Tuesday, February 15, 2005

Private Healthcare May Not Be the Panacea

The British Medical Journal has posted an article in their Education and Debate section that described the outcome of Australia's initiative to promote private health insurance.  The article is here (full text, abstract) and the editor's synopsis is here:
Private Healthcare May Not Be the Panacea
Supporting private health insurance may be not the best option for governments. Hall and Maynard (p 357) analysed the Australian experience, where changes in government policies to support private health insurance (including a purchasing subsidy, discounted rate for those getting on the scheme at a young age, rebated co-payment, and a strong advertising campaign) increased the proportion of people insured but failed to reduce admissions to public hospitals. The changes were costly, primarily benefited wealthy people, increased inequality in the funding of care, and had no observable effects on efficiency, say the authors.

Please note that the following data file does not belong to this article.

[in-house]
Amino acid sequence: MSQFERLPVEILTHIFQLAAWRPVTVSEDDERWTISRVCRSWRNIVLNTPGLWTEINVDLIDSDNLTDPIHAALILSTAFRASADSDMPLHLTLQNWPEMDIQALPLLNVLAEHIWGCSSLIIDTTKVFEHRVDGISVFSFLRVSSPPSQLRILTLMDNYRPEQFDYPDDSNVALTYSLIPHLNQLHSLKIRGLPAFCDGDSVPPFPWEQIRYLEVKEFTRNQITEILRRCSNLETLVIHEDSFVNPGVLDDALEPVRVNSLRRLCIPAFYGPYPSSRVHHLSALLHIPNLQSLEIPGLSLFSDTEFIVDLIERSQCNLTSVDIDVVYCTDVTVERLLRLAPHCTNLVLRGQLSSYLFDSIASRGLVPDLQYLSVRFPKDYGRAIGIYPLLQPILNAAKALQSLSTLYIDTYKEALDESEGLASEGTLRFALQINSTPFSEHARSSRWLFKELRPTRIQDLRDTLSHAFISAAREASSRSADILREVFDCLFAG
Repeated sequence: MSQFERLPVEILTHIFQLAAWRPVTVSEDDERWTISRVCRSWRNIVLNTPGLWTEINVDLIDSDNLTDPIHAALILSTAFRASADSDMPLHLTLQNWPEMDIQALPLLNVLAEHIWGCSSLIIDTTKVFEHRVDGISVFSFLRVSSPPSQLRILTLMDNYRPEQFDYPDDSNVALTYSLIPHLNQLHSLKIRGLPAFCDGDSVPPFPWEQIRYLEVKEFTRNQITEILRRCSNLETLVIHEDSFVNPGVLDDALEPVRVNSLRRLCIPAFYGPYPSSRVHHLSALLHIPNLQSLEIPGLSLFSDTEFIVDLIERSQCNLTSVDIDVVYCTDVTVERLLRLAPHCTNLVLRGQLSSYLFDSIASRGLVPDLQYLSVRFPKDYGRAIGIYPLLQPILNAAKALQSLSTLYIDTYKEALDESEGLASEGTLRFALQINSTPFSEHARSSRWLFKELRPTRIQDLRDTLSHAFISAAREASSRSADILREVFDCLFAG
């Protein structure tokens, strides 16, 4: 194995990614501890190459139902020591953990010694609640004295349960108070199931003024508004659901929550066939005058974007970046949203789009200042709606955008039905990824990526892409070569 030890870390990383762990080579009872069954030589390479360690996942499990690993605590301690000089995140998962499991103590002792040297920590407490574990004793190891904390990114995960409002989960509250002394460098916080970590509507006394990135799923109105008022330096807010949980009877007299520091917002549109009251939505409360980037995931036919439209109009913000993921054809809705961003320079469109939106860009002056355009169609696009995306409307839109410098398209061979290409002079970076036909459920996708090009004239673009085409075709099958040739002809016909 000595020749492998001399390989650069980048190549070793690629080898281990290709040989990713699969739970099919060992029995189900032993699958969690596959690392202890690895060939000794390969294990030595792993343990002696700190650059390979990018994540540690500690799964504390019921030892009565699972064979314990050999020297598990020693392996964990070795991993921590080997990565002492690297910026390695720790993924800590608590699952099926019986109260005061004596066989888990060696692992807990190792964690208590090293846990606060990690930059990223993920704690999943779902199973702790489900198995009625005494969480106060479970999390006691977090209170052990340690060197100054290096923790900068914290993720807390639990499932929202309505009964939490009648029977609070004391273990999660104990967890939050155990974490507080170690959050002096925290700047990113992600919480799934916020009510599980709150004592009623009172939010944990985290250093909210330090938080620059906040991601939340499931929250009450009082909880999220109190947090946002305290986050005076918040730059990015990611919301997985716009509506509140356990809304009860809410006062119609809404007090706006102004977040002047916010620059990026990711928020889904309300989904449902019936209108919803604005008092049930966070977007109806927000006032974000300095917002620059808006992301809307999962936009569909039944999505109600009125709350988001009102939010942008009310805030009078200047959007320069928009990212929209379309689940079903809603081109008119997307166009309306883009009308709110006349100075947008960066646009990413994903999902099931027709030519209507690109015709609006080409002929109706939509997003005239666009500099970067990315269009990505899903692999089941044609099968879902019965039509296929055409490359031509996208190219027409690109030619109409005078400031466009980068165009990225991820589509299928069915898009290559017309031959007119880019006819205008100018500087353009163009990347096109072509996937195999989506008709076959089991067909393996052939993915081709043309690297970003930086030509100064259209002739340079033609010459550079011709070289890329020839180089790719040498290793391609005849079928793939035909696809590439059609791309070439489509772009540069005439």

Interestingly, the program is more comprehensive that that currently proposed for use in the United States.  It appears not to have produced the desired outcome.  Michigan is considering a plan to exempt health insurance costs from the single business tax.  Although this is not phrased as a "purchasing subsidy," it would amount to the same thing. 

At first glance, the Michigan plan seems like a good idea; however, Governor Granholm opposes it, because it would cut State revenue by $35 million, and nobody has come up with a plan that would be revenue-neutral.  That is where the subsidy part come in.  I don't know enough about economics to be able to anticipate the effect of the plan.  however, based upon the Australian experience, I would advise caution in the rush to embrace the idea. 

If the goal of the plan is to increase the number of insured persons, the Australian experience indicates that this may not work.  Probably, it would be necessary to target the tax cut such that only benefits that go to low-income persons would be exempt.  That might encourage companies to offer insurance to persons who otherwise might end up using public resources.  At least that way, the State could see some cost offset. 

Certainly, the last thing the State needs to do is enact a program that would result in a revenue loss, while the bulk of the benefit goes to persons who already are well-off.